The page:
The Stage at the end of the Lane

Every theatrical venture is a triumph of the improbable over the impossible. None more so than a theatre in northern Maine where I’ve just had an intense few days.

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The Bagaduce Theatre lives in a large barn where swallows nest at the end of a long driveway on a peninsula where seals frolic in the swift flowing tidal inlets.

Here I am with an actress that I know well, Patricia Conolly of Broadway fame:

unnamed (5)It was like one of those European whirlwind tours — if it’s Thursday it must be Prague — The centre piece this season was an adaptation of The Tempest by Shakespeare, but also including segments from all your Bardic favorites! Other programs took in: Checkov, Durang, Shanley, Bennett, all the way up to and including a reading from that little-known British/Australian author C. McPhillamy.

I would have posted earlier so that you could have come to see a show if you were passing, but the days were full, hopping in and out of various costumes, brewing the excellent coffee available from the nearest town, Blue Hill, and grappling with the local mosquitoes which in that locale are special forces trained.

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Here are some of the company: Monique Fowler who is the driving force behind this splendid effort is center. She gives us a delicate Prospero aided by all the actors seen below and that redoubtable man of theatre craft John Vivian, who when not operating lights and sound, was everywhere, performing in one body the work of three men with behind the scenes support.

 

And this is the company at a lobster dinner given by the producers: The lobster flowed (there’s no other word for it), the wine flowed. We laughed, then there was singing. We all ate and drank more than would be advised by a doctor. I’ve said it before, in my line they pay you in fun.

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It was a theatre fest of the kind that reminds you why you joined.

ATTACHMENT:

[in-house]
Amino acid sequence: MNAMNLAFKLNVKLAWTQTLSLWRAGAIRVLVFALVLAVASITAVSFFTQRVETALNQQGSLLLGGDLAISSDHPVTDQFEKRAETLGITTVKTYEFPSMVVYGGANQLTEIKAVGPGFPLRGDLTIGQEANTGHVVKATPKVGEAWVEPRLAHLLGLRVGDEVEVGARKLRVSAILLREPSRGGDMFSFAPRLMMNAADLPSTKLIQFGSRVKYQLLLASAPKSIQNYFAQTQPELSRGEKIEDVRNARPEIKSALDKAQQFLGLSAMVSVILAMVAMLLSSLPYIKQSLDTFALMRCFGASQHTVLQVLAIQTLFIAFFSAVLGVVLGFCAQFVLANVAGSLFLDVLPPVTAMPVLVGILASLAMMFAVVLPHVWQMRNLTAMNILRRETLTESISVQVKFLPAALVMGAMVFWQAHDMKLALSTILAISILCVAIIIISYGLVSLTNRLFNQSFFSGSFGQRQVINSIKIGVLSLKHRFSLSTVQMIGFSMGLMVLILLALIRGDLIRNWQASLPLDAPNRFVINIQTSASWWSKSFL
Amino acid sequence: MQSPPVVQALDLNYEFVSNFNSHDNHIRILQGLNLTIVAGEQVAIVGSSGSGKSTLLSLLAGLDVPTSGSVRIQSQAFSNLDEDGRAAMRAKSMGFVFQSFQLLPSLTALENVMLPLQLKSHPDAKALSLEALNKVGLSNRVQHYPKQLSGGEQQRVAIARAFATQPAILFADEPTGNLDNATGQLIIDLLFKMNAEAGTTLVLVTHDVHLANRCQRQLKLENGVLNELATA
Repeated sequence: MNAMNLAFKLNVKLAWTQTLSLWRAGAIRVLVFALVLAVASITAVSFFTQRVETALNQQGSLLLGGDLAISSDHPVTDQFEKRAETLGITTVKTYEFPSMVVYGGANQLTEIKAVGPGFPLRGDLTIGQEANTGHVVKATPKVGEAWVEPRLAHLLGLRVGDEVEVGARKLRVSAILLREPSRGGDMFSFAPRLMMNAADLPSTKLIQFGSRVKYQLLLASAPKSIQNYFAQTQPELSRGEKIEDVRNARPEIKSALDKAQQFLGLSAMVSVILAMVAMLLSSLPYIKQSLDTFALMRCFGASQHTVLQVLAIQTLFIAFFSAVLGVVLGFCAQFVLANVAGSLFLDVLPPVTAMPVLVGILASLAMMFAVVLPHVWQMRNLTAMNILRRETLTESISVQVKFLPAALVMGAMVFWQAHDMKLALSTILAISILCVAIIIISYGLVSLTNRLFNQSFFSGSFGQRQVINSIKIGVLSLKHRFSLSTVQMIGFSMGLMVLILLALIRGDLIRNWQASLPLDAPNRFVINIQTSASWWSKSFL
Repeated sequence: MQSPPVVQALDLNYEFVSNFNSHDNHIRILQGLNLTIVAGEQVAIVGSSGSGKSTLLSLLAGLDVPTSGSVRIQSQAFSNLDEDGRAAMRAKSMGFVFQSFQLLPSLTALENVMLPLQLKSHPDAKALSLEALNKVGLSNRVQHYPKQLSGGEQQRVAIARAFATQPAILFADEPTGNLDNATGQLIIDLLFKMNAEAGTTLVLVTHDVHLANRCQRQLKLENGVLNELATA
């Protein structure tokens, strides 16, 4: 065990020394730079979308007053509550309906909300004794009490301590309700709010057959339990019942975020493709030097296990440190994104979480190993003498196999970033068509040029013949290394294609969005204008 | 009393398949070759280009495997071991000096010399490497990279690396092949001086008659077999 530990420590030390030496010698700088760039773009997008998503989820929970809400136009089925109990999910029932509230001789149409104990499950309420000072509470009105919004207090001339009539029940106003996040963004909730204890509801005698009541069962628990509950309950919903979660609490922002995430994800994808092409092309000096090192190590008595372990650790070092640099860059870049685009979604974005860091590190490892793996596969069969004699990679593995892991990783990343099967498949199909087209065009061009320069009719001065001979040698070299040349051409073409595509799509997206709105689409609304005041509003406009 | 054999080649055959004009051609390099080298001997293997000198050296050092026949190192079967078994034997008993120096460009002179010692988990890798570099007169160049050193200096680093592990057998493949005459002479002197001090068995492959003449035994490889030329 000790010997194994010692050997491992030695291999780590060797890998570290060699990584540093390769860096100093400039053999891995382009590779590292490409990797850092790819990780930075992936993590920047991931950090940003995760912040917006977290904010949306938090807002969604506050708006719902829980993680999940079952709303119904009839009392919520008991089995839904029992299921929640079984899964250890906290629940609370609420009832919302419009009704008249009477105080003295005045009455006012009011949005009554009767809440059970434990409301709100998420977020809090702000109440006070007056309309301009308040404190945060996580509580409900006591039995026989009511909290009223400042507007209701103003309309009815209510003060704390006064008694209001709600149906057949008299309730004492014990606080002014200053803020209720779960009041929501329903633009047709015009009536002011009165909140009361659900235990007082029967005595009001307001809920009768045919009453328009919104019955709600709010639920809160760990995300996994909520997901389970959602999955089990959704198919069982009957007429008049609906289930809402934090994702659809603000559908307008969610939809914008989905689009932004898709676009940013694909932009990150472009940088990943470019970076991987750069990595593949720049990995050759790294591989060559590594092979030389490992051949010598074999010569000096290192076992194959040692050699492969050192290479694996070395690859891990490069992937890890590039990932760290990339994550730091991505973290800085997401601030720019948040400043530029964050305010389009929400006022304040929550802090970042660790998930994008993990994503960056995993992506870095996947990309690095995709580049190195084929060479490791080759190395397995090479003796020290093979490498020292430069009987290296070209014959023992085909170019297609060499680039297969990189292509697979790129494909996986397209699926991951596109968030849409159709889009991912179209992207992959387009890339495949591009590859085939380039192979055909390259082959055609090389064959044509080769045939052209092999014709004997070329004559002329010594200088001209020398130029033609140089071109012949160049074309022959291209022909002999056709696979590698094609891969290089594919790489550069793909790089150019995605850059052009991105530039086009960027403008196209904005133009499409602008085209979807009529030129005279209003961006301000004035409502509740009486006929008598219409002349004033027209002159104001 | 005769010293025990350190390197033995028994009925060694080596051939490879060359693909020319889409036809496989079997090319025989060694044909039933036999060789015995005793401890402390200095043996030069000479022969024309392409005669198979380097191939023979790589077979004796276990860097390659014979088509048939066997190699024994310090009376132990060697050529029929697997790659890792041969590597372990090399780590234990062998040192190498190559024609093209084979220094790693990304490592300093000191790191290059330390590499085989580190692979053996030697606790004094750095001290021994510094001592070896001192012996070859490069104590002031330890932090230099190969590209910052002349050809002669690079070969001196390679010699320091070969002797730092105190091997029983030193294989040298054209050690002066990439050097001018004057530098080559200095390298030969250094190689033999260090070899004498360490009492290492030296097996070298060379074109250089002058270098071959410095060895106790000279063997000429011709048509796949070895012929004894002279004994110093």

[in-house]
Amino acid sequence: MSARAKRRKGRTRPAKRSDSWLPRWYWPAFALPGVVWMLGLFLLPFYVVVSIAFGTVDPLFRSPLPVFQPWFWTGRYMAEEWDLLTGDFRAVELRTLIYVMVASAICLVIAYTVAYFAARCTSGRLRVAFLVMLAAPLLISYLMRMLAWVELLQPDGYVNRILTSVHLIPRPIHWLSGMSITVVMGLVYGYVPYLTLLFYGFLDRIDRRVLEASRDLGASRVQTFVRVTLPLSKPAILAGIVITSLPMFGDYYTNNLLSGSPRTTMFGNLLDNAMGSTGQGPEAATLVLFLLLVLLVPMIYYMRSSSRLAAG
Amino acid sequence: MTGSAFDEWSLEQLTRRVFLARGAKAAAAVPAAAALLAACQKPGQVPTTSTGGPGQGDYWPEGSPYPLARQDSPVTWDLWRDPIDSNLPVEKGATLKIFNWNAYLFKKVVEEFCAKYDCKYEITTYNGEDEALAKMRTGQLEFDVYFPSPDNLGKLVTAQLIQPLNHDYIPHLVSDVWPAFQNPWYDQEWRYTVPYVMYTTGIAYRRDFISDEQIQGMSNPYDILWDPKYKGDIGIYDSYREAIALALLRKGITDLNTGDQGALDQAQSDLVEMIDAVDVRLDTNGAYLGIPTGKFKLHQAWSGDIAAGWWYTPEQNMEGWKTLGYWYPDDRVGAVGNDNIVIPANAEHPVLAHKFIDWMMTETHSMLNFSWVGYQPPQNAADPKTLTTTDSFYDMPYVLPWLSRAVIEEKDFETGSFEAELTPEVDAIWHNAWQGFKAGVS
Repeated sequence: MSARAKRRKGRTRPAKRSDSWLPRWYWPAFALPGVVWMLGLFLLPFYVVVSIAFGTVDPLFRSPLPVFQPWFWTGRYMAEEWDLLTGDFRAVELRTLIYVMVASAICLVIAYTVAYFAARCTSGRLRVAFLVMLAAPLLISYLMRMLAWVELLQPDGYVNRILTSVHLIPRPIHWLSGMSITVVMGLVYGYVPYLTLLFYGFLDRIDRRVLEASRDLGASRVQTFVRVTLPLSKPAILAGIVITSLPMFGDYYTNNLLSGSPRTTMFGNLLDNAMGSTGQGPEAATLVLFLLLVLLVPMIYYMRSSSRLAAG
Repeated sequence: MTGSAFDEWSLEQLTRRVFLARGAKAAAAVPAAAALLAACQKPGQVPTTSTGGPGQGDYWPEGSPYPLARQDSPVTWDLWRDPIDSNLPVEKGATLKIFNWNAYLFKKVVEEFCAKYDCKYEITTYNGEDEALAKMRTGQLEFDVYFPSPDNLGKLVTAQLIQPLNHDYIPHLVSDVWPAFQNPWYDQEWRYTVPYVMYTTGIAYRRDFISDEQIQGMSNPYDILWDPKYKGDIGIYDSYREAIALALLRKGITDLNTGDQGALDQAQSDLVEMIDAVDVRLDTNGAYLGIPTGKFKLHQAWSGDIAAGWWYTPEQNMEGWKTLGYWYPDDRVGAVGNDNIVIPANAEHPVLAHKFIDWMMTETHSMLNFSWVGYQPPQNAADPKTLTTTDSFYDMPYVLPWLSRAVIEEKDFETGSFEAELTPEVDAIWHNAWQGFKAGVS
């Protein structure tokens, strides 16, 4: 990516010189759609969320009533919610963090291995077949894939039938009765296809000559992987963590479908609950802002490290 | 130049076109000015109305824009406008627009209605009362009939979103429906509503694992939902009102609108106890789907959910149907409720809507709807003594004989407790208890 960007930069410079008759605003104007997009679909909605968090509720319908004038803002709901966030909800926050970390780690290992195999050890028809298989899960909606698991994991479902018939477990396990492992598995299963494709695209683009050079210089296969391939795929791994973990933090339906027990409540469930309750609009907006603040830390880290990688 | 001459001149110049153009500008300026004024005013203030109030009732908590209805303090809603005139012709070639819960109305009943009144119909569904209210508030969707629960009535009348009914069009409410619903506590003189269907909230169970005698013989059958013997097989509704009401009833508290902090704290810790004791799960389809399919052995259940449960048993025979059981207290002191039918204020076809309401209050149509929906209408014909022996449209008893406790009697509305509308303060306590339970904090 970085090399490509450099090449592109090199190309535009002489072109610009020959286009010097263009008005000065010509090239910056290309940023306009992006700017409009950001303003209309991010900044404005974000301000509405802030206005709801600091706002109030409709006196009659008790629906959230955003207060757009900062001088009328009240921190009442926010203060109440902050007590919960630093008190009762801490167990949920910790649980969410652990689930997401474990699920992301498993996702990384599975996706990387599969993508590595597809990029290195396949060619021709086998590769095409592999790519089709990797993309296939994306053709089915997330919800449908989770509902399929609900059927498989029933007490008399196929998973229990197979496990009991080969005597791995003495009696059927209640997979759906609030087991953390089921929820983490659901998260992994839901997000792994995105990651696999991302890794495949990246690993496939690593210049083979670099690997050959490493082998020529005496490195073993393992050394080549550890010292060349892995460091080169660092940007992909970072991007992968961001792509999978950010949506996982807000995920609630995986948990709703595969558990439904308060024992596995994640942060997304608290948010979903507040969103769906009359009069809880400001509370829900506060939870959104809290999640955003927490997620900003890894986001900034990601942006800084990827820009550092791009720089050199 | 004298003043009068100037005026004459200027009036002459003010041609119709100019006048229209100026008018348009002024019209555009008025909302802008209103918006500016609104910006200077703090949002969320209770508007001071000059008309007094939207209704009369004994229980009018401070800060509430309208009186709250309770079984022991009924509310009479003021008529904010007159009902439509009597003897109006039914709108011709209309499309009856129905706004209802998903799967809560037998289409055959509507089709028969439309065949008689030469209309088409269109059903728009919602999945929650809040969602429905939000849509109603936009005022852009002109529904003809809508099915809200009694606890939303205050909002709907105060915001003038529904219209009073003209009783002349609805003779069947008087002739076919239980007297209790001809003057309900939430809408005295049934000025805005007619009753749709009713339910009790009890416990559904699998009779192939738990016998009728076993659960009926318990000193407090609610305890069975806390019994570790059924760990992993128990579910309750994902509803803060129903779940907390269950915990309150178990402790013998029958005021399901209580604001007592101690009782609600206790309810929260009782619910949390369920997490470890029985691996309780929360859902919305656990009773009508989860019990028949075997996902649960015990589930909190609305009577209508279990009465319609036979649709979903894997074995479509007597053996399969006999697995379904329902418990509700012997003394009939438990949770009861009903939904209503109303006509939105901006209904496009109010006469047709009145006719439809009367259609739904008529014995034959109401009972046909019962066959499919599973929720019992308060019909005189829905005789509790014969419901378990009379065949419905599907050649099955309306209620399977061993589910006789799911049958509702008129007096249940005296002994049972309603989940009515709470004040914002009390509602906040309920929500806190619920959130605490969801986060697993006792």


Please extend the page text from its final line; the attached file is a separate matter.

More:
10 thoughts on “The Stage at the end of the Lane

  1. David Verrey

    Hi Col, That sounds like another marvellous gig: as you say, fun, which is the most important thing in this business. Or is that money? No! Fun!

    Good fun at the National too, though no lobsters flowing. Young Chekhov:Birth of a Genius (low-key title, don’tcha think?) trilogy – Platonov, Ivanov and The Seagull – opens Tuesday. All three in a day. I’m in the first two. After three weeks teching in the Olivier, a barn in mosquito-infested Maine has its attractions. You’re looking very prosperous, by the way. Tootle-pip!

    Best,
    As ever,
    David

    Reply
  2. Theda

    You have no idea how much I adore you…Love to beautiful Trish. I so hope you two will someday consider getting that little condo down here so I can actually have you both in my life on a regular (sort of) basis. Selfish I know. The Maine adventure looks fabulous.

    Reply
  3. Josephine McKenna

    Well that looks like marvellous fun Colin! Love to you and Trish. How did you love the magnificence of Maine? I am heading to NYC for a visit in mid November. Will you both be there by chance? Baci from bella Roma. Joxxx

    Reply
  4. Barbara Sacage

    Dear Colin
    My brother Alan sent me this and I was excited to read your blog
    Alan in my visits home is wonderful at keeping me a little up to date over happening s of family who I do not see but hold many many fond memories from my childhood
    Most interesting
    Barb Savage(nee. Conolly)

    Reply

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